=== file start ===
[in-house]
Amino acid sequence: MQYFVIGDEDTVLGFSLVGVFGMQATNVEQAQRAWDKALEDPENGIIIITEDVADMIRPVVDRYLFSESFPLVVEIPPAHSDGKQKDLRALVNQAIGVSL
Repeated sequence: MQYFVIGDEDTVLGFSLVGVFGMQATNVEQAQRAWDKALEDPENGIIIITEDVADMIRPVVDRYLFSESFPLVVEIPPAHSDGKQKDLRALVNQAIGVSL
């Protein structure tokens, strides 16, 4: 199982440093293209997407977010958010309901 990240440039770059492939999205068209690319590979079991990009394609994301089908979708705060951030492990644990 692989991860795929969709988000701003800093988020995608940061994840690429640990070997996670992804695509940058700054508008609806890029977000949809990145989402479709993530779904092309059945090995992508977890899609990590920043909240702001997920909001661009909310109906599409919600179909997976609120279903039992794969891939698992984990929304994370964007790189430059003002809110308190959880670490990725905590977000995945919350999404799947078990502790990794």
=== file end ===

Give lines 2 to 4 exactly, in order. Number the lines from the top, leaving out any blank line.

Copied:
Amino acid sequence: MQYFVIGDEDTVLGFSLVGVFGMQATNVEQAQRAWDKALEDPENGIIIITEDVADMIRPVVDRYLFSESFPLVVEIPPAHSDGKQKDLRALVNQAIGVSL
Repeated sequence: MQYFVIGDEDTVLGFSLVGVFGMQATNVEQAQRAWDKALEDPENGIIIITEDVADMIRPVVDRYLFSESFPLVVEIPPAHSDGKQKDLRALVNQAIGVSL
């Protein structure tokens, strides 16, 4: 199982440093293209997407977010958010309901 990240440039770059492939999205068209690319590979079991990009394609994301089908979708705060951030492990644990 692989991860795929969709988000701003800093988020995608940061994840690429640990070997996670992804695509940058700054508008609806890029977000949809990145989402479709993530779904092309059945090995992508977890899609990590920043909240702001997920909001661009909310109906599409919600179909997976609120279903039992794969891939698992984990929304994370964007790189430059003002809110308190959880670490990725905590977000995945919350999404799947078990502790990794």